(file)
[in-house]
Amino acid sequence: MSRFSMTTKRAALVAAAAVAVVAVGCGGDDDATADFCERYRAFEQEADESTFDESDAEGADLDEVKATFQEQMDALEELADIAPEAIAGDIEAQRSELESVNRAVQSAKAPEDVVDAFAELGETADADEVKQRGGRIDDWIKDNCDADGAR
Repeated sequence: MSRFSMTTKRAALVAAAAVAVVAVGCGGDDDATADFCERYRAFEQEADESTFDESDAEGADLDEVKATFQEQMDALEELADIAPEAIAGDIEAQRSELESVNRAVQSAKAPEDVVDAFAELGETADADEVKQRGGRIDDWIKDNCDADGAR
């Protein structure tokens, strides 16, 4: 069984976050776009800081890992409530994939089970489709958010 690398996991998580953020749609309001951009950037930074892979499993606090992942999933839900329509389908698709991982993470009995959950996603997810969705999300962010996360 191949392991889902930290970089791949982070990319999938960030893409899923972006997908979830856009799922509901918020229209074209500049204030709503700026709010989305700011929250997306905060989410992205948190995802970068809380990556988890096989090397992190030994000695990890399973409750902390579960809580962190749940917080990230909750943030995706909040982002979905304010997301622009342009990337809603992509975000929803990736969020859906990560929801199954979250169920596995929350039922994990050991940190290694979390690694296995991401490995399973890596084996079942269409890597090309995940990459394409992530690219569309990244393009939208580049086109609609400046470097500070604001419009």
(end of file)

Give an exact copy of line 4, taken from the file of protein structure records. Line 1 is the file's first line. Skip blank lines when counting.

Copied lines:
């Protein structure tokens, strides 16, 4: 069984976050776009800081890992409530994939089970489709958010 690398996991998580953020749609309001951009950037930074892979499993606090992942999933839900329509389908698709991982993470009995959950996603997810969705999300962010996360 191949392991889902930290970089791949982070990319999938960030893409899923972006997908979830856009799922509901918020229209074209500049204030709503700026709010989305700011929250997306905060989410992205948190995802970068809380990556988890096989090397992190030994000695990890399973409750902390579960809580962190749940917080990230909750943030995706909040982002979905304010997301622009342009990337809603992509975000929803990736969020859906990560929801199954979250169920596995929350039922994990050991940190290694979390690694296995991401490995399973890596084996079942269409890597090309995940990459394409992530690219569309990244393009939208580049086109609609400046470097500070604001419009």